Scott gets life for battering lover to death
Just weeks before he was battered to death by his partner, Edmund John Flood told a friend: “I might not be alive much longer.”
The chilling comment in September last year came only a day before Keivon Scott viciously attacked Mr Flood and put him in hospital.
But Mr Flood, 55, later withdrew an assault complaint and explained he did not want to get Scott in any more trouble.
But less than a month later the well-known equestrian and harness pony racing driver was dead — the victim of another brutal beating at the hands of Scott.
Yesterday, Scott, 35, was jailed for life for murdering Mr Flood, who was also known as Johnny Five, and told he would spend a minimum of 18 years behind bars before he could be considered for parole.
Mr Flood was found dead in his Paget home on October 2 last year after his landlord became concerned about his welfare.
Supreme Court heard that Scott and Mr Flood had been involved in a romantic relationship.
Prosecutor Javone Rogers described the relationship as “strained and tumultuous” and one that was “fuelled by physical abuse, emotional abuse and fear”.
He described the murder as a “heinous” crime. “Mr Flood was beaten with an unknown object and repeatedly punched,” he said.
“We know with certainty that Mr Flood was bludgeoned, tied up and left for dead.
“The deceased’s ankles were tied to the leg of the bed, his arms across his chest and there was masking tape around his neck.
“The post mortem shows that he suffered repeated high-impact injuries to his head, face and neck, but his death was not instantaneous.”
Scott was arrested on October 8 last year and was found to have injuries to his hands and knuckles consistent with the attack on Mr Flood.
Scott pleaded guilty to Mr Flood’s murder in May.
Yesterday, he apologised for his actions to Mr Flood’s family, who were in the public gallery.
Scott said: “First and foremost I would like to say I offer no excuses for my actions.
“I accept what happened to John is wrong. My only wish now is to do the right thing.
“It is with great remorse that I am trying to do the right thing.”
Scott’s lawyer Mark Pettingill said that the attack had taken place while his client was in a “complete drugs haze”.
He added: “His problem has been drugs and dishonesty. The problem has been there for many years but he is not a violent man when drug free.”
Puisne Judge Carlisle Greaves said that Scott had assaulted Mr Flood before.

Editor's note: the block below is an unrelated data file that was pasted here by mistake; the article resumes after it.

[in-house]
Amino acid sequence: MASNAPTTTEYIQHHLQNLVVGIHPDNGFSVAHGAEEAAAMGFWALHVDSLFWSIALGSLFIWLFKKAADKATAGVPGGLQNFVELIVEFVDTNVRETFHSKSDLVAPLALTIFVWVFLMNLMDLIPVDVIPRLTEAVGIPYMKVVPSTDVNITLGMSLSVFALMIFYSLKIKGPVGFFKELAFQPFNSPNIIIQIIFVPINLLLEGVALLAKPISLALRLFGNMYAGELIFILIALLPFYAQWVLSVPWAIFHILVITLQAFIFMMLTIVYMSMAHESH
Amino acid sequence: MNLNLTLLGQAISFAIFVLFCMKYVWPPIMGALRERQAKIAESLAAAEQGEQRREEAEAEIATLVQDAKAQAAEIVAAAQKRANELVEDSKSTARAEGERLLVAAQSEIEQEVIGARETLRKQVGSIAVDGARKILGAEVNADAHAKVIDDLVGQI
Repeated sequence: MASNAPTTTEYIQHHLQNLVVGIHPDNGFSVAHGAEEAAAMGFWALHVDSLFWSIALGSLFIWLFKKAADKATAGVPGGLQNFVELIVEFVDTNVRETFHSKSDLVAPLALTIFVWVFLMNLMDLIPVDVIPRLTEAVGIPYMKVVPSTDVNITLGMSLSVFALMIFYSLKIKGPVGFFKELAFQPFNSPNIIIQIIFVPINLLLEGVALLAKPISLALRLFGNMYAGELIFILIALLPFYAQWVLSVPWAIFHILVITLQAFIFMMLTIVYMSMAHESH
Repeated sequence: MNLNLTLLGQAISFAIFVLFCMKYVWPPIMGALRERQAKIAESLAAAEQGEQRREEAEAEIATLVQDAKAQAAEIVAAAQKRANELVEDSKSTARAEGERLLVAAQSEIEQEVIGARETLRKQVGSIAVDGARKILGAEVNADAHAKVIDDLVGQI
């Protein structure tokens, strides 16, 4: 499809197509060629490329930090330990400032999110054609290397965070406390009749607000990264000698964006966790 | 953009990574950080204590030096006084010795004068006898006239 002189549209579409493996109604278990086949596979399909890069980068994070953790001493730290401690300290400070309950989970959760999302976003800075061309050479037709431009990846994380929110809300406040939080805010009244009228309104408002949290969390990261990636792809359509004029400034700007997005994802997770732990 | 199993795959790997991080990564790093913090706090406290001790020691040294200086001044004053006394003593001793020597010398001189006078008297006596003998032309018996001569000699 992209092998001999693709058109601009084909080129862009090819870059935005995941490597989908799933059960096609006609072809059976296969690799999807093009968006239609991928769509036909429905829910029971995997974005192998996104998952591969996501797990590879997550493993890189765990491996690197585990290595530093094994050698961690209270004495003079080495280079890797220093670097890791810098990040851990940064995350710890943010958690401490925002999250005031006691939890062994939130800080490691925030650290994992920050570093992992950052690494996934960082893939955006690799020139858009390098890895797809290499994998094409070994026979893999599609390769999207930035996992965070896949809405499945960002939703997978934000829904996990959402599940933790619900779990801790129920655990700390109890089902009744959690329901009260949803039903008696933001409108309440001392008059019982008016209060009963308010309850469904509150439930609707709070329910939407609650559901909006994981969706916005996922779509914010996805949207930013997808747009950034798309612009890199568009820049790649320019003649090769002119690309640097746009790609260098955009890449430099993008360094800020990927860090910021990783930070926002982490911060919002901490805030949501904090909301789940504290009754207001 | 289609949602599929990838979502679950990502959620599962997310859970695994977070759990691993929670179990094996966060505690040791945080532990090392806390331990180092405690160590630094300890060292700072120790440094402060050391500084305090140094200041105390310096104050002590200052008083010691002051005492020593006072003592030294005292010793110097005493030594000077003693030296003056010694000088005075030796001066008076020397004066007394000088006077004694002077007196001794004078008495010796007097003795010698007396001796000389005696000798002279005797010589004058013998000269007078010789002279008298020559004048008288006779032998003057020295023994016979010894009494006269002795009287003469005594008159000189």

He added: “There are some aggravating factors in this case — this was not the first beating you imposed on the victim.
“The defendant delivered a beating on Mr Flood previously for which he was hospitalised. However, the victim later withdrew that complaint.
“Secondly, the defendant not only beat the victim but he left him tied up in the bedroom unable to secure help for himself and, in effect, he suffered to death.”
Police welcomed the sentence as a fair reflection of the crime.
Detective Sergeant Jason Smith said: “Unfortunately, this case speaks to the trend in our community of people resorting to beatings.
“We would urge the community to resolve conflict peacefully rather than resorting to violence that ultimately leads to tragedy.
“There are no winners in a case like this — this is a real tragedy and everyone loses.”
• It is The Royal Gazette’s policy not to allow comments on stories regarding court cases. As we are legally liable for any slanderous or defamatory comments made on our website, this move is for our protection as well as that of our readers.
Bermudian roofs stand strong in Caribbean
Jury told victim was speeding before crash
Worrying, worrying signs
A Dopey way of turning tragedy on its head
Plea for new homeless shelter
Man gets 18 years for heroin importation
Pembroke man accused of attempted murder
Take Our Poll
- "Your new year's resolutions for 2019"
- Quit smoking
- Quit drinking/drink in moderation
- Do not drink and drive
- Lose weight
- Stop procrastinating
- Drive with greater care
- Total Votes: 2607
- Poll Archive